The first purely nutritional investigation into experimental atherosclerosis was carried out by Ignatowski in 1908. Believing that a toxic metabolite of animal protein led to atherosclerosis, he fed meat to adult rabbits and milk and egg yolk to weanling rabbits and caused atherosclerosis. For the next two decades experimental efforts from many laboratories were directed at determining which, if any, animal protein was the most atherogenic. The discovery in 1912 that dietary cholesterol per se was atherogenic turned attention to fat and cholesterol, eclipsing work on dietary protein. In 1926 Clarkson and Newburgh showed that the amount of cholesterol present in the animal protein they fed was insufficient to be atherogenic, demonstrating that some factor other than lipid determined atherogenicity. In 1940 Meeker and Kesten showed that animal protein (casein) was more atherogenic that plant protein (soy). Carroll and his co-workers showed that most proteins of animal origin were more cholesterolemic for rabbits than were proteins of vegetable origin, although there was some overlap. Cholesterol turnover is slower and fecal excretion of cholesterol is reduced in rabbits fed casein as opposed to those fed soy protein. The mechanisms underlying this effect are moot.
  • Article
    The function of lipoprotein lipase (LpL) and hepatic lipase (HL) has been related to atherogenesis by several authors in the past, but convincing experimental and epidemiological evidence to support this hypothesis has been obtained only in the last years. For both enzymes, next to their role in the hydrolysis of triglyceride-rich lipoproteins, a second important function has been described recently. Both lipases can mediate the binding and subsequent uptake of lipoproteins into cells. Although this function has been clearly demonstrated in vitro for various cell types, the physiological or pathophysiological relevance remains hypothetical until final elucidation in vivo.
  • Article
    The hypoglycemic effect of water-soluble polysaccharide(FA) from fruiting bodies of Auricularia auricula-judae Quel. was investigated on genetically diabetic mice (KK-Ay) from 10 to 14 weeks of age. Male mice were divided into 3 groups, the control group and FA-fed group having free access to the control diet or FA diet (30 g of FA/kg of diet). The food-restricted group had restricted access to the control diet at the level of the diet consumed by the FA-fed group. Compared with the control group, FA supplementation had a significant effect in lowering plasma glucose, insulin, urinary glucose, and food intake. FA administration also increased the tolerance to intraperitoneal glucose loading and the hepatic glycogen content. In the food-restricted group, the reduced food intake slightly lowered the plasma and urinary glucose levels, but did not improve hyperinsulinemia and glucose tolerance. This study shows that FA had a hypoglycemic effect on KK-Ay mice, and the reduced food consumption was not a major factor which contributed to the hypoglycemic action of FA.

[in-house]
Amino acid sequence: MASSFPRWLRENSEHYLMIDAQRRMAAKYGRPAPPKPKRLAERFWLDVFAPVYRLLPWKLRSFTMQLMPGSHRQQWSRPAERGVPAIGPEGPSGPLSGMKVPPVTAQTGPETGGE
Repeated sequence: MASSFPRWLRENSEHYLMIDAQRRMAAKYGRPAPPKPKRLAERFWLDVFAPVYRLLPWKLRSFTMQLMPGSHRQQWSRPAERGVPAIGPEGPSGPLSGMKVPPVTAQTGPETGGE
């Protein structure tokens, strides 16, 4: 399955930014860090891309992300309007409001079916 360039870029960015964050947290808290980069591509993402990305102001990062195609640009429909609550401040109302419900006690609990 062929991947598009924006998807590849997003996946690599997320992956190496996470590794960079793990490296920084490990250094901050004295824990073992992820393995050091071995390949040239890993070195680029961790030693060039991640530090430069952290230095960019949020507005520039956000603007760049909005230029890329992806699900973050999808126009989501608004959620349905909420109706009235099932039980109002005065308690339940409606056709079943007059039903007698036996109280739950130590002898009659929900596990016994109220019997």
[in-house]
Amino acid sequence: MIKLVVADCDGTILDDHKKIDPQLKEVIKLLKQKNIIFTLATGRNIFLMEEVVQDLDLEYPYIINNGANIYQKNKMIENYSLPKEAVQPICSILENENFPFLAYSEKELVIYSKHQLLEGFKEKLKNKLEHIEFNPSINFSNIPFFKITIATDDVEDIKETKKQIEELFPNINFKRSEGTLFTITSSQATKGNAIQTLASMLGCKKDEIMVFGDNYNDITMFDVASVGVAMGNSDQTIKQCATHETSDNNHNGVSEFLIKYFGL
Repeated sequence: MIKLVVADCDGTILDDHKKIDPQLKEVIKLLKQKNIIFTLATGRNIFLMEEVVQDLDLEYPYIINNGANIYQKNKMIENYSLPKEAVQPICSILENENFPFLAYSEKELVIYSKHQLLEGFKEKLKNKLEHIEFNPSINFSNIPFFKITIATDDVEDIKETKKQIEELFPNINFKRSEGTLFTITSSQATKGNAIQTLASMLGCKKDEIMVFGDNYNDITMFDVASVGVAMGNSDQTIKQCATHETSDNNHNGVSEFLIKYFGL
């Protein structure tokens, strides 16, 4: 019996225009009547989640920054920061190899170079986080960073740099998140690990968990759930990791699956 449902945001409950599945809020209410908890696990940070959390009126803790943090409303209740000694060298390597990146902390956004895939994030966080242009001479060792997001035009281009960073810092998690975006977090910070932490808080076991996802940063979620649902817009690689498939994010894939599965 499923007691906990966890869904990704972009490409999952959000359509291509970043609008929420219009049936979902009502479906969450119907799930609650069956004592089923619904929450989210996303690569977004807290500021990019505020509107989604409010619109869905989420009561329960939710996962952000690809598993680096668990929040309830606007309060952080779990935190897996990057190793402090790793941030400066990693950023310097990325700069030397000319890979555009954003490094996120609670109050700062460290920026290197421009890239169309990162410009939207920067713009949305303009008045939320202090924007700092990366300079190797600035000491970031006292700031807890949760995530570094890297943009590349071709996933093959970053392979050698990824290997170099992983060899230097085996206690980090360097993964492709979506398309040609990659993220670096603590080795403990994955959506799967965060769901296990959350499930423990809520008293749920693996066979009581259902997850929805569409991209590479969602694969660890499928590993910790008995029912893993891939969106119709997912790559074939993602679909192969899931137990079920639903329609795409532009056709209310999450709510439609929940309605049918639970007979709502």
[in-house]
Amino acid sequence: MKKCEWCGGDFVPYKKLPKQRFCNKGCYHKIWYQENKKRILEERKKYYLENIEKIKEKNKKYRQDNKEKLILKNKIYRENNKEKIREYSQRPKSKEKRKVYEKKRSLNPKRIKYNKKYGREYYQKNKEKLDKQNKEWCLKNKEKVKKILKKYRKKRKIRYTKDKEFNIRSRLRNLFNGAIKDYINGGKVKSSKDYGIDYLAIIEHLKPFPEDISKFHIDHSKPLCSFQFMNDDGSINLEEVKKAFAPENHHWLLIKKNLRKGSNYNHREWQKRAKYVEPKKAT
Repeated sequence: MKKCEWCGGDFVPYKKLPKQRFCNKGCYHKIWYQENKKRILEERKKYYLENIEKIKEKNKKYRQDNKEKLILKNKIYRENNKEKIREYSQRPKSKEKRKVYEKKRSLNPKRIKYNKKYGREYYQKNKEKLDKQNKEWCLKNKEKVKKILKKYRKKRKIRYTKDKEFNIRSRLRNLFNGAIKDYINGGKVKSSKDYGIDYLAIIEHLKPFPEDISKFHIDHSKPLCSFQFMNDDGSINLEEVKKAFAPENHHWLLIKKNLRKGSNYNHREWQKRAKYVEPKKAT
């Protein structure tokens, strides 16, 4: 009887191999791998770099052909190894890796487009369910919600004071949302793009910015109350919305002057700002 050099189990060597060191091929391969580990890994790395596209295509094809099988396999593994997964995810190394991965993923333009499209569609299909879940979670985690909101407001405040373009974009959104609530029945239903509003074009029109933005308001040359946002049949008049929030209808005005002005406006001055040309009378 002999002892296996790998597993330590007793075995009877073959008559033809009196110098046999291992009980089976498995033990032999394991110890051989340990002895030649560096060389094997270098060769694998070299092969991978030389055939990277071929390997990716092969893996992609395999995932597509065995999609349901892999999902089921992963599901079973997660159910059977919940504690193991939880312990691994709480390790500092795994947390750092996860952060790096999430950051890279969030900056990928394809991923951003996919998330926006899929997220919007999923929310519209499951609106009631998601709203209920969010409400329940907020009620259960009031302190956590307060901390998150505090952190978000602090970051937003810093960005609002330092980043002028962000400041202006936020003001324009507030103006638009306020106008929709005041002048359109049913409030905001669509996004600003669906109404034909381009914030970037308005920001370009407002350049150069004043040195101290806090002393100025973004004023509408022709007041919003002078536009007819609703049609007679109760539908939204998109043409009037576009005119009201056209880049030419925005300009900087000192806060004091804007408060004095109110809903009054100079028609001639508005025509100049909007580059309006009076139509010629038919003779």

• Article
    Experimental hypercholesterolemia and its modulation by some natural dietary supplements (pectin, garlic and ginseng) and by the drug gemfibrozil were studied. Experimental hypercholesterolemia was induced by feeding rabbits a 2% cholesterol-enriched diet for 28 days. Hypercholesterolemic rabbits were classified into five groups. One group did not receive treatments and served as a control hypercholesterolemic group. The other four groups were fed the cholesterol-enriched diet in conjunction with either 10% pectin, 2% garlic, 2% ginseng or 135 mg g-1 b.w gemfibrozil in a daily oral dose. A normal group of rabbits fed a plain chow diet was also included in the study. The hypolipidemic effect of the above treatments was examined by estimating serum triglycerides (TG), total-, LDL- and HDL-cholesterol. Post-heparin total and hepatic lipase activities were estimated in post-heparin plasma obtained 10 min after an intravenous injection of heparin (200 IU kg-1 b.w). In order to evaluate the antioxidant status of the rabbits, plasma malondialdehyde (MDA) level and erythrocyte superoxide dismutase (SOD) activity were measured. After killing, aorta from all rabbits were subjected to histopathological examination. Results of the study demonstrated that feeding the cholesterol-enriched diet caused a significant increase in total-, LDL-, and HDL-cholesterol, plasma MDA and post-heparin total and hepatic lipase activities. On the other hand, serum TG and erythrocyte SOD were not changed. Histopathological examination revealed marked alteration in the aortic wall with the appearance of large multiple atheromatous plaques. Both garlic and pectin were successful in a significant reduction of the hypercholesterolemia in a way comparable to gemfibrozil. Garlic was the only treatment that has antilipid peroxidative property. Erythrocyte SOD activity was not affected by hypercholesterolemia or by any of the treatments. Also, none of the treatments were able to modify the significant elevation of post-heparin lipolytic activities associated with the hypercholesterolemia or to significantly affect the serum triglycerides level. Finally, among the hypercholesterolemic groups that received treatments, the least changes in the aortic wall were shown in the animals of the gemfibrozil group. Slight degeneration was observed in the aorta of animals treated with pectin or garlic. Ginseng administration failed to exert any significant protection from the remarkable hypercholesterolemia or atherosclerosis associated with the cholesterol- enriched diet.